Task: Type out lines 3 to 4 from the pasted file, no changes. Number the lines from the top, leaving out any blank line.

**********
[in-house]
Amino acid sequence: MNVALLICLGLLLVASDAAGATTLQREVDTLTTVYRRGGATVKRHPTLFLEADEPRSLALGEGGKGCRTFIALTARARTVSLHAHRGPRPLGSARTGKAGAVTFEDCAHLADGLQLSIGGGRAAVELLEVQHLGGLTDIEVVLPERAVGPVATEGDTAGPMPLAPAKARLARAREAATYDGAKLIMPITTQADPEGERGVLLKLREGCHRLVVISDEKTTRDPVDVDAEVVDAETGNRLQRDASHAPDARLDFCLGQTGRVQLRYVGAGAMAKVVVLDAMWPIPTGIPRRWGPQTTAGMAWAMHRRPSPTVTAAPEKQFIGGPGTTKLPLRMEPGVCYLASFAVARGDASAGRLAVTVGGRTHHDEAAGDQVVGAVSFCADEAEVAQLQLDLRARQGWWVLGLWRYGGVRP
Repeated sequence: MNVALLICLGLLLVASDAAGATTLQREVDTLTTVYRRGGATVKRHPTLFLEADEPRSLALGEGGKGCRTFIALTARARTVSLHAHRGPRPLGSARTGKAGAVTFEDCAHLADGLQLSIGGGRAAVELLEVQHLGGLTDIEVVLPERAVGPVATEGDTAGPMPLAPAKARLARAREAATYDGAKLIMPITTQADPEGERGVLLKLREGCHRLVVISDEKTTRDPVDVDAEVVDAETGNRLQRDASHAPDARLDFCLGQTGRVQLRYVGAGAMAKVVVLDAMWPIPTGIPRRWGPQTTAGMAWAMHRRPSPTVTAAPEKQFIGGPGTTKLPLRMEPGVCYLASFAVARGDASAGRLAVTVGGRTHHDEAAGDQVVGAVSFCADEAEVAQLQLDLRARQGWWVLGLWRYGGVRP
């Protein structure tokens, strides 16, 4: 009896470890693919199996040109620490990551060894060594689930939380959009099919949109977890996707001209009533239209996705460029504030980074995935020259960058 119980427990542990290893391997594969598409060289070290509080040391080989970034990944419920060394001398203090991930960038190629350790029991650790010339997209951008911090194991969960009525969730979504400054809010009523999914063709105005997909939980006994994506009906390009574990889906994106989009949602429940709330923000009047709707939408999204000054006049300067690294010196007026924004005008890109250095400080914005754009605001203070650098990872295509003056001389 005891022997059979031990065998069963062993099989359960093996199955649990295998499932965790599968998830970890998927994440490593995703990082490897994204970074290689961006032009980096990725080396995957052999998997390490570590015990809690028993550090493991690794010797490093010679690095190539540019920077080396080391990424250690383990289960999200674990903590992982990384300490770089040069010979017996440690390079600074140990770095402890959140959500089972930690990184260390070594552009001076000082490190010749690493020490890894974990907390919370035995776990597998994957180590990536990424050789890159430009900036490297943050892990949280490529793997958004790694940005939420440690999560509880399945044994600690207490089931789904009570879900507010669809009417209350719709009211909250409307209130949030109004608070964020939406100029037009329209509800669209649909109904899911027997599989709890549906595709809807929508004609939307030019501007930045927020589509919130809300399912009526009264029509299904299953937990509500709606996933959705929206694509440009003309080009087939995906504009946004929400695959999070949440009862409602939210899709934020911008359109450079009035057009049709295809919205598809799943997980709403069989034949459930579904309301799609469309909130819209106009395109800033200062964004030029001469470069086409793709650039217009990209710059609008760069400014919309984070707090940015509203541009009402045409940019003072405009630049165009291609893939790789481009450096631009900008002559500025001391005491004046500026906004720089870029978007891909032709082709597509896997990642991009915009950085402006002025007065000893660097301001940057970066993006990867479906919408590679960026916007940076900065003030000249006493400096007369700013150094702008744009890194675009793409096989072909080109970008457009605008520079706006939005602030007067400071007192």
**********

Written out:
Repeated sequence: MNVALLICLGLLLVASDAAGATTLQREVDTLTTVYRRGGATVKRHPTLFLEADEPRSLALGEGGKGCRTFIALTARARTVSLHAHRGPRPLGSARTGKAGAVTFEDCAHLADGLQLSIGGGRAAVELLEVQHLGGLTDIEVVLPERAVGPVATEGDTAGPMPLAPAKARLARAREAATYDGAKLIMPITTQADPEGERGVLLKLREGCHRLVVISDEKTTRDPVDVDAEVVDAETGNRLQRDASHAPDARLDFCLGQTGRVQLRYVGAGAMAKVVVLDAMWPIPTGIPRRWGPQTTAGMAWAMHRRPSPTVTAAPEKQFIGGPGTTKLPLRMEPGVCYLASFAVARGDASAGRLAVTVGGRTHHDEAAGDQVVGAVSFCADEAEVAQLQLDLRARQGWWVLGLWRYGGVRP
């Protein structure tokens, strides 16, 4: 009896470890693919199996040109620490990551060894060594689930939380959009099919949109977890996707001209009533239209996705460029504030980074995935020259960058 119980427990542990290893391997594969598409060289070290509080040391080989970034990944419920060394001398203090991930960038190629350790029991650790010339997209951008911090194991969960009525969730979504400054809010009523999914063709105005997909939980006994994506009906390009574990889906994106989009949602429940709330923000009047709707939408999204000054006049300067690294010196007026924004005008890109250095400080914005754009605001203070650098990872295509003056001389 005891022997059979031990065998069963062993099989359960093996199955649990295998499932965790599968998830970890998927994440490593995703990082490897994204970074290689961006032009980096990725080396995957052999998997390490570590015990809690028993550090493991690794010797490093010679690095190539540019920077080396080391990424250690383990289960999200674990903590992982990384300490770089040069010979017996440690390079600074140990770095402890959140959500089972930690990184260390070594552009001076000082490190010749690493020490890894974990907390919370035995776990597998994957180590990536990424050789890159430009900036490297943050892990949280490529793997958004790694940005939420440690999560509880399945044994600690207490089931789904009570879900507010669809009417209350719709009211909250409307209130949030109004608070964020939406100029037009329209509800669209649909109904899911027997599989709890549906595709809807929508004609939307030019501007930045927020589509919130809300399912009526009264029509299904299953937990509500709606996933959705929206694509440009003309080009087939995906504009946004929400695959999070949440009862409602939210899709934020911008359109450079009035057009049709295809919205598809799943997980709403069989034949459930579904309301799609469309909130819209106009395109800033200062964004030029001469470069086409793709650039217009990209710059609008760069400014919309984070707090940015509203541009009402045409940019003072405009630049165009291609893939790789481009450096631009900008002559500025001391005491004046500026906004720089870029978007891909032709082709597509896997990642991009915009950085402006002025007065000893660097301001940057970066993006990867479906919408590679960026916007940076900065003030000249006493400096007369700013150094702008744009890194675009793409096989072909080109970008457009605008520079706006939005602030007067400071007192």